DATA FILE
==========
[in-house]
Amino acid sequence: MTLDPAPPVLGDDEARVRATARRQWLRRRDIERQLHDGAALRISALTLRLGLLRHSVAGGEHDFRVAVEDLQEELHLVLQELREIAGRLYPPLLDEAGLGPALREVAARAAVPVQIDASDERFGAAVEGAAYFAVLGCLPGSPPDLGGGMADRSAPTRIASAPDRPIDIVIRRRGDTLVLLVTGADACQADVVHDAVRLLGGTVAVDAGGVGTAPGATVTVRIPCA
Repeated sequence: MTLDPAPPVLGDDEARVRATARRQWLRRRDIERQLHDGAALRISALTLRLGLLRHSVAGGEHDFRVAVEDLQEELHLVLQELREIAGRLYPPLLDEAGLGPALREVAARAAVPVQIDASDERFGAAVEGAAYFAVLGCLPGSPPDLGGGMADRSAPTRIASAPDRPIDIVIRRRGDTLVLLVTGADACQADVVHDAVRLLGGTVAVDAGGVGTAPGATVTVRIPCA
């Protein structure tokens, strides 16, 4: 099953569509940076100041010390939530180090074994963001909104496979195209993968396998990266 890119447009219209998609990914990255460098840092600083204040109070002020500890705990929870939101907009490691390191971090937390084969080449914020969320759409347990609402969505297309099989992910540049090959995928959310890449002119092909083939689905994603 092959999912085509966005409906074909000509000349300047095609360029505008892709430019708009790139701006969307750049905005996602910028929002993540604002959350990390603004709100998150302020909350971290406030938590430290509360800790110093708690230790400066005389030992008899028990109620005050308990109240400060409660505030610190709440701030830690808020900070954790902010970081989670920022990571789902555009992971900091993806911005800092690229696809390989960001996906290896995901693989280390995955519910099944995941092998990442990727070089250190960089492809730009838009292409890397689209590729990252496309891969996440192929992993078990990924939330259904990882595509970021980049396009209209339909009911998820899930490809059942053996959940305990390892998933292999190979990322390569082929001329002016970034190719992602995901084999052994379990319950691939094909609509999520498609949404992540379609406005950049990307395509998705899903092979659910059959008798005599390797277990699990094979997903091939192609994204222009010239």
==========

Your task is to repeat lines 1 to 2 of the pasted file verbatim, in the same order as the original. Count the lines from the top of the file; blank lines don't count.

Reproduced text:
[in-house]
Amino acid sequence: MTLDPAPPVLGDDEARVRATARRQWLRRRDIERQLHDGAALRISALTLRLGLLRHSVAGGEHDFRVAVEDLQEELHLVLQELREIAGRLYPPLLDEAGLGPALREVAARAAVPVQIDASDERFGAAVEGAAYFAVLGCLPGSPPDLGGGMADRSAPTRIASAPDRPIDIVIRRRGDTLVLLVTGADACQADVVHDAVRLLGGTVAVDAGGVGTAPGATVTVRIPCA